Sqish Selfsat-H10D review

We assess this well thought-out and unobtrusive 'Sqish' dish.

Sqish Selfsat-H10D
You can take advantage of 'Sqishoflage' - which will help your Sqish to blend in to its surroundings

TechRadar Verdict

Does a good job, and the camouflage option is interesting, but the price may put many off


  • +

    Works well

  • +

    Far less obtrusive than standard minidish


  • -

    Only suitable for high-power satellites

  • -

    Minor wall-mount considerations

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The Selfsat-H10D (or 'Sqish' as UK distributor The Satellite Shop calls it) is intended to be a 'quirky contemporary alternative to a satellite dish'.

It has a width of 475mm and a height of 259mm and is best partnered with satellites that offer very high signal strength in the UK, i.e. the Astra 2/Eurobird constellation that brings us Sky Digital and Freesat.

The Korean-made dish boasts a gain of 33dB and an integrated 0.7dB universal LNB. A £169 dual-LNB version is also available for users of twin-tuner PVRs, and a quad LNB-fitted dish is also soon to appear, priced £189.

Help your Sqish blend in

Key to its potential success is what The Satellite Shop calls 'Sqishoflage'. Take a hi-res digital photo of the area where the Sqish will be mounted and the company will print the image onto a self-adhesive sheet and post it to you. The sheet - UV-stable and matt in finish - can then be stuck onto the front of the Sqish before it's mounted. This innovative £25 service helps the Sqish to blend in.

Supplied with the aerial is a well-made, multi-purpose pole and bracket that allows it to be mounted on a pole, windowsill or wall/fence. Most will opt for wall installation; unfortunately, the ample clearance provided by the pole means that the Sqish protrudes significantly. The Satellite Shop is working on new hardware that will enable the Sqish to be mounted closer to the wall.

The Sqish is no more difficult to erect than a standard dish. The wall bracket could be better; it's pressed outwards to form a lip that makes tightening nuts (Rawlbolts and so on) tricky because there's little clearance between the mounting holes and the metalwork.

Easy alignment

Alignment is also easy. In addition to the usual azimuth and elevation adjustments - which are precise, with no unwanted play - is the ability to rotate the panel.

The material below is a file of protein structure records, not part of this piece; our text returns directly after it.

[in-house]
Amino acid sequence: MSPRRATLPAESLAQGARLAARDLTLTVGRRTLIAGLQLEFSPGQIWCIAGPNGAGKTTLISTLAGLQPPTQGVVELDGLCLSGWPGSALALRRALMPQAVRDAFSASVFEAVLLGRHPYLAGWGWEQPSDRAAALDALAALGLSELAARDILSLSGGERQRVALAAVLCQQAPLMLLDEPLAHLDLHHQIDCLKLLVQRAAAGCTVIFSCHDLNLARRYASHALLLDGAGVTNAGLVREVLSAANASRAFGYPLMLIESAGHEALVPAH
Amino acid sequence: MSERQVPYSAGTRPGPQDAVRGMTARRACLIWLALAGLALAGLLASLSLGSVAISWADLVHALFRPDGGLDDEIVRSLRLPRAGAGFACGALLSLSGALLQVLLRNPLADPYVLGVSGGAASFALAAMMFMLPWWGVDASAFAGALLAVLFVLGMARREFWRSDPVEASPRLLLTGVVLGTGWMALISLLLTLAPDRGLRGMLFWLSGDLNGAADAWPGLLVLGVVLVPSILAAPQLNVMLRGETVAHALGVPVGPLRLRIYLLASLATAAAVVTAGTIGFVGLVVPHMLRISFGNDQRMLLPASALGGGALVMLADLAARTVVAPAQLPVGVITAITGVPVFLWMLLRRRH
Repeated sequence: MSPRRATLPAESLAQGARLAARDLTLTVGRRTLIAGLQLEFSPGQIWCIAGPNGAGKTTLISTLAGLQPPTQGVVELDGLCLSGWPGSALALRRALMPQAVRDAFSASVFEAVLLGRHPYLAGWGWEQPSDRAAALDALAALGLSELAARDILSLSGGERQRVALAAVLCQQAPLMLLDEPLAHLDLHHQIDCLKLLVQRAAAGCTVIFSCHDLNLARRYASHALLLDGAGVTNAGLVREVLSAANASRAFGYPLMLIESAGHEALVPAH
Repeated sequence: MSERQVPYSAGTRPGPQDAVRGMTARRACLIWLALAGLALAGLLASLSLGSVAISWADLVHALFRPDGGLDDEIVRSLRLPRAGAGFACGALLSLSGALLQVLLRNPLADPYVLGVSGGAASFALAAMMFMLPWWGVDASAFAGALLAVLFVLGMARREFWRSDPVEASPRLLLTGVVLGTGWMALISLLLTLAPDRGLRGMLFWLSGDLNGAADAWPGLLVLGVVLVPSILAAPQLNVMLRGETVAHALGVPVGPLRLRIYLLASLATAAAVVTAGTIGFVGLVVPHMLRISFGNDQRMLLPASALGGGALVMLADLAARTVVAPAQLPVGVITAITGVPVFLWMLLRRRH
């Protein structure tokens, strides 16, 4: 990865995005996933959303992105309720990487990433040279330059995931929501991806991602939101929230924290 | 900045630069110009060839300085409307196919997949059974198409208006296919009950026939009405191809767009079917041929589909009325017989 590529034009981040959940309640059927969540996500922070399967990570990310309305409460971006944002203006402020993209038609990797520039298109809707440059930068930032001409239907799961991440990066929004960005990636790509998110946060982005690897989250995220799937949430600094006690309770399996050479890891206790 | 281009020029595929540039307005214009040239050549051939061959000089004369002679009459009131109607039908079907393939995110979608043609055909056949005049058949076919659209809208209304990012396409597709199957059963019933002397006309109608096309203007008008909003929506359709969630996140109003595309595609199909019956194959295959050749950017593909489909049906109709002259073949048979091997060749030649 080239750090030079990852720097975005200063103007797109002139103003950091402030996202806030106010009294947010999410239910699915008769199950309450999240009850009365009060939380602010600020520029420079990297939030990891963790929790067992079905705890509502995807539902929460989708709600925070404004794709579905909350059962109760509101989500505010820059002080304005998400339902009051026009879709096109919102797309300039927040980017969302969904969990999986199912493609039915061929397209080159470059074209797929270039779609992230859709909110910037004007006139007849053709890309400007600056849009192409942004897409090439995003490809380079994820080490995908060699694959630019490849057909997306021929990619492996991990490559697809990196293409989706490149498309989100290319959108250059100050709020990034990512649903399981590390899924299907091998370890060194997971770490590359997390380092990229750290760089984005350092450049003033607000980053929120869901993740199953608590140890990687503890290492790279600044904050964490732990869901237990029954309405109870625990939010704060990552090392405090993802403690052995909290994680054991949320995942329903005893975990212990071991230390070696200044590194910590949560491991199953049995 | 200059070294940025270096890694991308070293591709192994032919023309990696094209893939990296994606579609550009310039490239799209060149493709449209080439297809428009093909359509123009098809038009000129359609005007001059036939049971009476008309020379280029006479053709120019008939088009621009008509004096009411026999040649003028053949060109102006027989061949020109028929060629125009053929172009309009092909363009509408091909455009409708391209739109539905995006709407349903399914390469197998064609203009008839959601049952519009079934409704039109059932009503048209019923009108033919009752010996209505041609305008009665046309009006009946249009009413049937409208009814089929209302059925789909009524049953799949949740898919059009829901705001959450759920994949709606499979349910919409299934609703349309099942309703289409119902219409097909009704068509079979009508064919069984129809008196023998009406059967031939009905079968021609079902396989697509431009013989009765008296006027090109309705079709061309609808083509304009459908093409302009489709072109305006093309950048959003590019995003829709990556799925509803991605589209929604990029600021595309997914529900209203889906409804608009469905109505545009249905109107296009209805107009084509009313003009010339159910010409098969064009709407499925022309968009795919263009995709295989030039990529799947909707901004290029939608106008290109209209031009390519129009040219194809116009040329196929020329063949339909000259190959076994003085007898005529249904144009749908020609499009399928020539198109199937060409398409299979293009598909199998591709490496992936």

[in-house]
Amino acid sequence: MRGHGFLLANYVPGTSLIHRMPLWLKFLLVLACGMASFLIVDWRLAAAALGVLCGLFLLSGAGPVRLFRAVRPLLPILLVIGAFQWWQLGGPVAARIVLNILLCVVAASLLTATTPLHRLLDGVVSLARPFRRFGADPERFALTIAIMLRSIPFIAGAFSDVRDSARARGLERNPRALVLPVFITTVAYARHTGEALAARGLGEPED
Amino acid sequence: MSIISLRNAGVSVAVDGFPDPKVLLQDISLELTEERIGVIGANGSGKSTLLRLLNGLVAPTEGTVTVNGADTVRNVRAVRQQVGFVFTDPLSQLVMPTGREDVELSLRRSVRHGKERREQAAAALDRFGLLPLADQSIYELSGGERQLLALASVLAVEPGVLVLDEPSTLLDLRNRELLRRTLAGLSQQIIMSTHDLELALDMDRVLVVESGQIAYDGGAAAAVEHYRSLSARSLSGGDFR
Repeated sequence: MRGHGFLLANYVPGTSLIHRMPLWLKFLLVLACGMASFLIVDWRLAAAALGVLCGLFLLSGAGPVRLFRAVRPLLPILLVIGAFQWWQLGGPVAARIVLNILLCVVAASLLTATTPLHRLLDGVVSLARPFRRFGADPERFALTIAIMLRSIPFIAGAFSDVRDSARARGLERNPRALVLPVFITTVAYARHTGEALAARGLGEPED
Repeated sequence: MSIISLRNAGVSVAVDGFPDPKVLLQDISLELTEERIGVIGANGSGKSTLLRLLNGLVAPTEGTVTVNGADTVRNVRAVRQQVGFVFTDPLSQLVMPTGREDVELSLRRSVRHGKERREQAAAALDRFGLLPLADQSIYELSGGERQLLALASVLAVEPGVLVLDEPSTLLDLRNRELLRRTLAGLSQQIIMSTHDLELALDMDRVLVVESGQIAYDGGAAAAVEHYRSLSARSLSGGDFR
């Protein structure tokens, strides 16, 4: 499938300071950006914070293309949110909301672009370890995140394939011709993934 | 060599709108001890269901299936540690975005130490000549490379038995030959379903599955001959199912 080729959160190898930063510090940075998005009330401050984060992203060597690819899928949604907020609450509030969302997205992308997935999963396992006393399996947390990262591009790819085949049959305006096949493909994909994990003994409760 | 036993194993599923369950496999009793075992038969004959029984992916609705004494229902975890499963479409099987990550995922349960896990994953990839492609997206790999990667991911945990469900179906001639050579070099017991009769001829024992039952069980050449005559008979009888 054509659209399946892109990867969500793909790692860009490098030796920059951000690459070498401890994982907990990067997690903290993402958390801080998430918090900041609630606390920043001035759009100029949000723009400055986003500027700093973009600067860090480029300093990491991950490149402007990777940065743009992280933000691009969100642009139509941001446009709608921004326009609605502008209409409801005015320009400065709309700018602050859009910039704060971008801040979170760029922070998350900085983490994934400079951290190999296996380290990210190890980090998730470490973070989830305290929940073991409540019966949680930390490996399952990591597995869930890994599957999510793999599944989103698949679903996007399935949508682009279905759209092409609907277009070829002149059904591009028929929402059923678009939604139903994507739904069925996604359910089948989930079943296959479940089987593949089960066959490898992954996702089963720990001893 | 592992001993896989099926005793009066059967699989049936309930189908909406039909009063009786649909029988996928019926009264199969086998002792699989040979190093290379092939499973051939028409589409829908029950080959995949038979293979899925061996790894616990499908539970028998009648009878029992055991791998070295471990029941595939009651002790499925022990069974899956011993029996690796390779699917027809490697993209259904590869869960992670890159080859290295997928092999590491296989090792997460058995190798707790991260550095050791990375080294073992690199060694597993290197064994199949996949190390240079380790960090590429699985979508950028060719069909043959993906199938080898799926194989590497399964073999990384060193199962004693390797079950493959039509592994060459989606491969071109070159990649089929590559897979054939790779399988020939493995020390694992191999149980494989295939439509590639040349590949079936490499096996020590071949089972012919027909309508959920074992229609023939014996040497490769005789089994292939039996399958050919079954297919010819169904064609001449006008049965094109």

This is the equivalent of the skew adjustment found on the LNB bracket of conventional dishes which ensures that the LNB's vertical and horizontal probes are accurately aligned with the appropriately polarised signals arriving from the satellite, thereby maximising signal transfer.

In the case of the Sqish you have to rotate more than just the LNB! The only thing you have to be careful with is applying the Sqishoflage. Once it's on it's difficult to get off!

Picture dropouts

Using a professional Telemann digital meter, we trained the Sqish first on Hot Bird and then Astra 1 just to see what results could be achieved. In both cases we were able to receive most of the channels.

Sadly, rain caused the pictures and sound to start breaking up badly. The Satellite Shop says the Sqish manufacturer will be introducing a larger (530x300mm) model; this should improve reception of such satellites. But the standard Sqish worked very well with Astra 2/Eurobird in our South-East site.

We only suffered dropouts during a downpour - but then again, the same was true of our reference Zone 1 (430mm) Sky minidish. Those living in the far North, where a larger Zone 2 (600mm) dish is needed, should wait for the bigger model.

The Sqish is an excellent idea, and fulfils its brief. But it's not cheap. The same outlay will buy you three Zone 1 dishes, plus LNBs.

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